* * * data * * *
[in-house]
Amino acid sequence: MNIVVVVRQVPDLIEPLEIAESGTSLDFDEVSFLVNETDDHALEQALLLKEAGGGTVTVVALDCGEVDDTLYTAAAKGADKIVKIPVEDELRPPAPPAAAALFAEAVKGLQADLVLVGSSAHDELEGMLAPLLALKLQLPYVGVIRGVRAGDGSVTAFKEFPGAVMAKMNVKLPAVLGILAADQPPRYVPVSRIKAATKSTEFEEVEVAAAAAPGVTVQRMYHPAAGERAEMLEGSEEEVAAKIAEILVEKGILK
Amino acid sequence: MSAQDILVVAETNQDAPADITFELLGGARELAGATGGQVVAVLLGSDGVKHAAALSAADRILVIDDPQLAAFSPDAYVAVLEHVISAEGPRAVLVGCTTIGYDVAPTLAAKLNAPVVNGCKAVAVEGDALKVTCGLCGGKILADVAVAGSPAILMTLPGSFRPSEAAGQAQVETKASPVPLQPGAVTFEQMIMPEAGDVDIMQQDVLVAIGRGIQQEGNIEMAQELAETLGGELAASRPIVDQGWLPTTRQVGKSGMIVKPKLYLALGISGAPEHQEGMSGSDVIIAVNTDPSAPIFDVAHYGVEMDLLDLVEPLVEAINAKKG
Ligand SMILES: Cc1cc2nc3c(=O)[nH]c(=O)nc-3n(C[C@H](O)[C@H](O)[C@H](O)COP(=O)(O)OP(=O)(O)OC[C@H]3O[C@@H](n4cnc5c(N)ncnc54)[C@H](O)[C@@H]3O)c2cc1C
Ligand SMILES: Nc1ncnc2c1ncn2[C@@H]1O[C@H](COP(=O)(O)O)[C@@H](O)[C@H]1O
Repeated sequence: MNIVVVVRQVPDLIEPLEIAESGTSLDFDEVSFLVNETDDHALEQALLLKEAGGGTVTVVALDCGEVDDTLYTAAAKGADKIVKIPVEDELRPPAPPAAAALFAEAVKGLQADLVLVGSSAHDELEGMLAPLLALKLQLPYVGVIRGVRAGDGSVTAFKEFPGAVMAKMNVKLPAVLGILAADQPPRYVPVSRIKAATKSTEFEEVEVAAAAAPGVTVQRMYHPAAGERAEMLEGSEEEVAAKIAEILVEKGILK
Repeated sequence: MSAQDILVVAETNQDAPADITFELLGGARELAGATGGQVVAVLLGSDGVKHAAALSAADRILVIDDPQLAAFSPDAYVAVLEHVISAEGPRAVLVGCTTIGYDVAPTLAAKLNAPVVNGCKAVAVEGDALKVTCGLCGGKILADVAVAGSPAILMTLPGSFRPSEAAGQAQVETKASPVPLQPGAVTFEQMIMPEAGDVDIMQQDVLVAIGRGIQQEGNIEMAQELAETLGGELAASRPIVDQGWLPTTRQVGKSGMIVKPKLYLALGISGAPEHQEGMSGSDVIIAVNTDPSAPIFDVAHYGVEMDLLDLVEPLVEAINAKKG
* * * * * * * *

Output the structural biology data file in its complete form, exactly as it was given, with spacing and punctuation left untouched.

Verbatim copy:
[in-house]
Amino acid sequence: MNIVVVVRQVPDLIEPLEIAESGTSLDFDEVSFLVNETDDHALEQALLLKEAGGGTVTVVALDCGEVDDTLYTAAAKGADKIVKIPVEDELRPPAPPAAAALFAEAVKGLQADLVLVGSSAHDELEGMLAPLLALKLQLPYVGVIRGVRAGDGSVTAFKEFPGAVMAKMNVKLPAVLGILAADQPPRYVPVSRIKAATKSTEFEEVEVAAAAAPGVTVQRMYHPAAGERAEMLEGSEEEVAAKIAEILVEKGILK
Amino acid sequence: MSAQDILVVAETNQDAPADITFELLGGARELAGATGGQVVAVLLGSDGVKHAAALSAADRILVIDDPQLAAFSPDAYVAVLEHVISAEGPRAVLVGCTTIGYDVAPTLAAKLNAPVVNGCKAVAVEGDALKVTCGLCGGKILADVAVAGSPAILMTLPGSFRPSEAAGQAQVETKASPVPLQPGAVTFEQMIMPEAGDVDIMQQDVLVAIGRGIQQEGNIEMAQELAETLGGELAASRPIVDQGWLPTTRQVGKSGMIVKPKLYLALGISGAPEHQEGMSGSDVIIAVNTDPSAPIFDVAHYGVEMDLLDLVEPLVEAINAKKG
Ligand SMILES: Cc1cc2nc3c(=O)[nH]c(=O)nc-3n(C[C@H](O)[C@H](O)[C@H](O)COP(=O)(O)OP(=O)(O)OC[C@H]3O[C@@H](n4cnc5c(N)ncnc54)[C@H](O)[C@@H]3O)c2cc1C
Ligand SMILES: Nc1ncnc2c1ncn2[C@@H]1O[C@H](COP(=O)(O)O)[C@@H](O)[C@H]1O
Repeated sequence: MNIVVVVRQVPDLIEPLEIAESGTSLDFDEVSFLVNETDDHALEQALLLKEAGGGTVTVVALDCGEVDDTLYTAAAKGADKIVKIPVEDELRPPAPPAAAALFAEAVKGLQADLVLVGSSAHDELEGMLAPLLALKLQLPYVGVIRGVRAGDGSVTAFKEFPGAVMAKMNVKLPAVLGILAADQPPRYVPVSRIKAATKSTEFEEVEVAAAAAPGVTVQRMYHPAAGERAEMLEGSEEEVAAKIAEILVEKGILK
Repeated sequence: MSAQDILVVAETNQDAPADITFELLGGARELAGATGGQVVAVLLGSDGVKHAAALSAADRILVIDDPQLAAFSPDAYVAVLEHVISAEGPRAVLVGCTTIGYDVAPTLAAKLNAPVVNGCKAVAVEGDALKVTCGLCGGKILADVAVAGSPAILMTLPGSFRPSEAAGQAQVETKASPVPLQPGAVTFEQMIMPEAGDVDIMQQDVLVAIGRGIQQEGNIEMAQELAETLGGELAASRPIVDQGWLPTTRQVGKSGMIVKPKLYLALGISGAPEHQEGMSGSDVIIAVNTDPSAPIFDVAHYGVEMDLLDLVEPLVEAINAKKG